If you’re a Central Coast trademark lawyer, it’s not long before someone asks you about the Lone Cypress.
The Lone Cypress is an iconic tree that stands on top of a granite outcropping in Pebble Beach, between Pacific Grove and Carmel-by-the-Sea. It’s a Monterey cypress, endemic to just a few native groves in Carmel, Pebble Beach and Point Lobos (though now cultivated internationally).
The Lone Cypress sits on land owned, like most of the gated Pebble Beach community, by the Pebble Beach Company, purveyor of golf resort services and assorted luxury bric-a-brac. Pebble Beach Co. long ago adopted the tree as a symbol, and in 1990 it registered an image of the Lone Cypress as a trademark for various services. In the years thereafter, the corporation’s aggressive IP enforcement practices attracted considerable attention, including articles in the New York Times and Monterey County Weekly, and earned it a fair degree of local infamy.
What particularly caught the public's imagination was the Pebble Beach Company's repeated threats of litigation against artists who merely sold artwork depicting the Lone Cypress. This led many to conclude that the company was asserting more than just the exclusive right to use its Lone Cypress logo as a trademark for its golf and hospitality services. To critics, it looked very much like the company was asserting exclusive rights to the tree itself.
And, indeed, statements by Pebble Beach Co. seem to demonstrate a staggeringly broad conception of its legal rights. In 1999, its lawyer framed the issue this way: "People couldn’t go and reproduce the copies of Clint Eastwood [photographs] and sell it. He’s a living person. There’s no difference between a living person and a living tree." Moreover, to this day, a sign is posted beside the Lone Cypress that reads “Photographs or art renderings of the Lone Cypress for commercial or promotional purposes cannot be taken or rendered without written permission from Pebble Beach Company.”
This is nonsense.
Pebble Beach Co.’s tree trademark is probably perfectly valid. Debates about whether someone can own a “trademark in a living entity” are beside the point. It is irrelevant whether a trademark depicts something organic or inorganic, naturally occurring or manmade.
But a trademark is not an infinite or free-standing right to control depiction of an object. A trademark is a designation of origin used commercially in connection with goods or services. A trademark by definition can only be infringed by another trademark and only to the extent that the two marks are likely to cause consumer confusion.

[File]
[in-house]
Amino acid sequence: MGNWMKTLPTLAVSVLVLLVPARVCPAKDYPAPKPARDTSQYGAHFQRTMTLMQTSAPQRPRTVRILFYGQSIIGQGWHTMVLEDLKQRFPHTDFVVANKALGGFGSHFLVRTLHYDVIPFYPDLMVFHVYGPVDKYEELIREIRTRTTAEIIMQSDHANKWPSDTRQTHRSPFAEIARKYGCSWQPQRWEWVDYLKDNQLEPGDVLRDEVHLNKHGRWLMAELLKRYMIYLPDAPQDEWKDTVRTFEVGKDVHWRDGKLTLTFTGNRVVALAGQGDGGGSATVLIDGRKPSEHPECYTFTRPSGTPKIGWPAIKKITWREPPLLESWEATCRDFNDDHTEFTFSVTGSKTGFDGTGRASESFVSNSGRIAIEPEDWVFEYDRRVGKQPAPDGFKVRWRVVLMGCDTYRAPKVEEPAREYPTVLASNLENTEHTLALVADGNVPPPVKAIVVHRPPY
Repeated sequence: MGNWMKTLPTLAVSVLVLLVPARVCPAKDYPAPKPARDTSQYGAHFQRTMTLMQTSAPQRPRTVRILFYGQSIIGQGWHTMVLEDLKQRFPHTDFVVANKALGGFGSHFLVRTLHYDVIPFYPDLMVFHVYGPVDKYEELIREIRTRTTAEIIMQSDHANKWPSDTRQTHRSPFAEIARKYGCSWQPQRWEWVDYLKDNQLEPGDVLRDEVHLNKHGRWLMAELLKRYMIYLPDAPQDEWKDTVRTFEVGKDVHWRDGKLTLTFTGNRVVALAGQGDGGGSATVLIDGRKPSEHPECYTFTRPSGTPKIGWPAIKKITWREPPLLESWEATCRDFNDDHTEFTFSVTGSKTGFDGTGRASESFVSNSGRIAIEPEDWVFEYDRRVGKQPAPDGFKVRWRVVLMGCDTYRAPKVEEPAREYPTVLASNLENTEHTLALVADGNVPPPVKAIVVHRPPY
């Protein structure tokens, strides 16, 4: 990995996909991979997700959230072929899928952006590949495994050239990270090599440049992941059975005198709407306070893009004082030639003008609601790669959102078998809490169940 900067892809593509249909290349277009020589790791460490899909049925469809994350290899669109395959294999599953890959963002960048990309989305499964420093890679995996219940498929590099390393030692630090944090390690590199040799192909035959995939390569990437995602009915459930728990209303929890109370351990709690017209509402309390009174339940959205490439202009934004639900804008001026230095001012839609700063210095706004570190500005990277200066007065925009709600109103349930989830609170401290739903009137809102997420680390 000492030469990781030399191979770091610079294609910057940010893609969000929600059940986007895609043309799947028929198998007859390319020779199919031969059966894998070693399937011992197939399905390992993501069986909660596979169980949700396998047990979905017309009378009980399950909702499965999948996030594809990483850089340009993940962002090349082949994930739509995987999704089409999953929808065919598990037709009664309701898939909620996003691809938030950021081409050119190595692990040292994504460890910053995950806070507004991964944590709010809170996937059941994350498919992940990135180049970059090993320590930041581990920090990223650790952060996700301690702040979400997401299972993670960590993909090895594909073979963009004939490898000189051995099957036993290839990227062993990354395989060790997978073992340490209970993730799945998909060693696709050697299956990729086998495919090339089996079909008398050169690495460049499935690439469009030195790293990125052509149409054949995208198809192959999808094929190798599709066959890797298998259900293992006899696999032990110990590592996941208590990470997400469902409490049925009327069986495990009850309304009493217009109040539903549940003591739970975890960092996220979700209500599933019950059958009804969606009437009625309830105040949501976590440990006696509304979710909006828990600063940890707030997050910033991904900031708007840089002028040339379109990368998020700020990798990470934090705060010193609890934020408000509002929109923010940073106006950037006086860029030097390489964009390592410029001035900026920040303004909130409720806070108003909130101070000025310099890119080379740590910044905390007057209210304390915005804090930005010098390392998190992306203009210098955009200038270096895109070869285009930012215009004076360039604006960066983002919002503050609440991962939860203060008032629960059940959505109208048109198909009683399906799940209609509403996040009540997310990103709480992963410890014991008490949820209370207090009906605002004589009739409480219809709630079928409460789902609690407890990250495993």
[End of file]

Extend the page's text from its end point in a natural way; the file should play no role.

Pebble Beach Co.’s trademark case against an artist selling Lone Cypress artworks would therefore rest on the dubious theory that consumers are inclined to mistake the subject of a picture for its vendor or sponsor. That’s a proposition that will ring false to anyone who’s ever seen a painting of a Campbell’s soup can in an art gallery or bought a postcard featuring a photo of Wrigley Field. Consumers likely understand that a picture of a tree is not necessarily affiliated with the company who happens to use that same tree as its logo, just like they understand that not every painting of revolutionary agitator Samuel Adams was created by the Boston brewery.
The distinction here is between use of an image as a trademark and use of an image as a feature of or ornamentation on the product itself. It’s a common strategy for businesses to use trademark law as a back door to monopolize images that they can’t protect through copyright. But it’s equally common for the USPTO to reject such marks as “merely ornamental,” that is, because consumers will regard them as part of the product design, not as designations of origin.
Meanwhile, the Clint Eastwood analogy made by Pebble Beach Co.’s counsel is breathtakingly misleading. It conflates right of publicity—a state-law privacy right—with trademark. Trees, to state the obvious, do not possess a right of publicity.
In the intervening decades, the company has still never filed a lawsuit attempting to vindicate its expansive claims with respect to the Lone Cypress (at least as far as we could tell) and many of its 1990 registrations for cypress images were abandoned in 2016 for failure to renew. Yet, it has never publicly retracted its extreme legal position, as attested by its ham-fisted notice to tourists.
Below is our own artistic rendering of the famous tree. To be clear: we received absolutely no written permission from Pebble Beach Company to make or distribute this image, and we fully intend to use it for both commercial and promotional purposes.